Tuesday, April 25, 2006

Go WWOOFing.

Amazingly enough, this has nothing to do with barking dogs, or stereo equipment. The International WWOOF Association is an organizes "world-wide opportunities on organic farms." In exchange for volunteer work on a farm, WWOOFers get free room and board, training on organic farming, and an experience they'll never forget. Interested?

* There are a wide variety of farms. "WWOOF hosts are mainly pursuing a simple, sustainable, lifestyle. Many are practising Permaculture or Bio-dynamic growing methods. Some farms are commercial producers, whether full or part time; others are alternative co-operatives or communities."

* There are numerous locations all over the world. You can visit and volunteer in countries like China, Ghana, Mexico Turkey, and many others. And there are farms all over the US and the EU.

* There are opportunities for WWOOF hosts. If you run an organic farm, consider hosting WWOOFers. You meet interesting people and get some extra hands to help with labor.

The WWOOF website has much more information including an FAQ, a WWOOF history, and everything else you need to plan your trip. It's a great way to be of service, see someplace new, and learn an awful lot. Have fun farming!

"What we have done for ourselves alone dies with us; what we have done for others and the world remains and is immortal." - Albert Pike

Monday, April 17, 2006

Be an activist.

As I wrote that title, I realized that you probably already are an activist. I mean, you're reading So what can I do so you're clearly on the lookout for ways to make our world a better place. Maybe you recycle. Perhaps you donate life. Or ride transit. Or click every day. See, you are already an activist!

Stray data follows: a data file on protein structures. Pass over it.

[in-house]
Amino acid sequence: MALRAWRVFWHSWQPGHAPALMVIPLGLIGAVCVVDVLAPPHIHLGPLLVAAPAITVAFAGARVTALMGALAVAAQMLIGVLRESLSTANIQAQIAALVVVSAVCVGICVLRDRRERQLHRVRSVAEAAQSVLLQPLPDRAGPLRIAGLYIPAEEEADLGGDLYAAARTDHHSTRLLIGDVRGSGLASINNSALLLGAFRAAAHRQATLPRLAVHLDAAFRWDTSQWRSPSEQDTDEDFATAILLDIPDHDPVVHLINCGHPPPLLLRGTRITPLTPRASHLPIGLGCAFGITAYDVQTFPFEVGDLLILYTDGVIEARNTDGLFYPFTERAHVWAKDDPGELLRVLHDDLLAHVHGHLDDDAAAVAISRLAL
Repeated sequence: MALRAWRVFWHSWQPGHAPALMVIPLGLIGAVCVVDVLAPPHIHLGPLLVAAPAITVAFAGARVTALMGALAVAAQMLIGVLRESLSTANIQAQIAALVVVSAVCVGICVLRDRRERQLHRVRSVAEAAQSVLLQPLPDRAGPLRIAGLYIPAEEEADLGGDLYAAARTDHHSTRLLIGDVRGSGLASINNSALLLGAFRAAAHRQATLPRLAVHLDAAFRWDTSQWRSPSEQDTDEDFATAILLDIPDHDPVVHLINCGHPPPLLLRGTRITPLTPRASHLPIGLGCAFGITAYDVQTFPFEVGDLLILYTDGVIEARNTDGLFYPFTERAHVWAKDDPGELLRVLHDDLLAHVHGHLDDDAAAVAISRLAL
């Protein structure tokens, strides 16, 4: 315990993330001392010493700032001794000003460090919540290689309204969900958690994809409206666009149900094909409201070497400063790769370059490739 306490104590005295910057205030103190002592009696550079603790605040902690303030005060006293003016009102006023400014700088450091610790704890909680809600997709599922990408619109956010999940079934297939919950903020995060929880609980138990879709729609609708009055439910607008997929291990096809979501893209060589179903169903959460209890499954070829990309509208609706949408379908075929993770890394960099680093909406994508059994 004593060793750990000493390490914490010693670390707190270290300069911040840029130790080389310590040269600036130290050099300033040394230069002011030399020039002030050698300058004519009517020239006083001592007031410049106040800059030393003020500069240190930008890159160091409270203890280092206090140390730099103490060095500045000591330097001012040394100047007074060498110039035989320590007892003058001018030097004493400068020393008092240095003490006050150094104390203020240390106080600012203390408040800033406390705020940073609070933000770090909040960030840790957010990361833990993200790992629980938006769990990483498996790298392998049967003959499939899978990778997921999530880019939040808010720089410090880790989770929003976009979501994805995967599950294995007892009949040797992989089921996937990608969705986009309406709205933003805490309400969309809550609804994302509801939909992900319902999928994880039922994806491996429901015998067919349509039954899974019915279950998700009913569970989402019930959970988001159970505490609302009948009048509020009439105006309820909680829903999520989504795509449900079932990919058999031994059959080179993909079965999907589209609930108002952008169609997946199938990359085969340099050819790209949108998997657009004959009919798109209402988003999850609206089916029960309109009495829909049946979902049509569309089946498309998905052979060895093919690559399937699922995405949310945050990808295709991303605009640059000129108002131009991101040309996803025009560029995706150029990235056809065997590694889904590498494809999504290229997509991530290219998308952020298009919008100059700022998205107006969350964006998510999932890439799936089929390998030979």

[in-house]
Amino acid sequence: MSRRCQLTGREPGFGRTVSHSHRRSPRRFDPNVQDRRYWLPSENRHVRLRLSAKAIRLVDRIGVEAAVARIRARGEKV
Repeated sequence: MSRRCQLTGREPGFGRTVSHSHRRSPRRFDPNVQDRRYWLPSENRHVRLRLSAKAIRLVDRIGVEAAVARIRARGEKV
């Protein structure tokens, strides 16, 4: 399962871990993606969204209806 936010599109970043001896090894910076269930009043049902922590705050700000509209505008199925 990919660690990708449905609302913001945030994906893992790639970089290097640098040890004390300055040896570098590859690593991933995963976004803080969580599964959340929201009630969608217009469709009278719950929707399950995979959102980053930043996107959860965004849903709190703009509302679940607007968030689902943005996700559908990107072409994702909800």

Here are resources you can use to broaden the things you do that will make our lives better:

* Alice Dreger's Top Ten Tips for Doing Activism in Academia. This is a wonderful resource for folks in academe. You may also want to check out her recent post on The Bioethics Forum.

* Elizabeth May's How to be an activist. She works for the Sierra Club so she writes with an eye to environmental issues. But her advice can be more broadly applied.

* The Activist's Handbook from is "a pretty good practical introduction to being politically active."

* The United Methodist Church provides these tips on How to be an Activist taken from

So what can I do is filled with other resources you can use to make a positive difference in your world. Remember you don't have to do all of the things on this list. Start with one or two, the ones you feel most comfortable with. Then move on from there. 'Activism' is not a bad word. Neither is 'protest'. Some may want to march on Washington. Others may want to write a letter to their newspaper or senator. Still others may want to volunteer in their community. Many will do all three and then some. Those of us who understand that we have the power to change our world must figure how to make those words and actions relevant in our own lives. It's part of being the best person one can be.

"Be the change you want to see in the world." - Mahatma Ghandi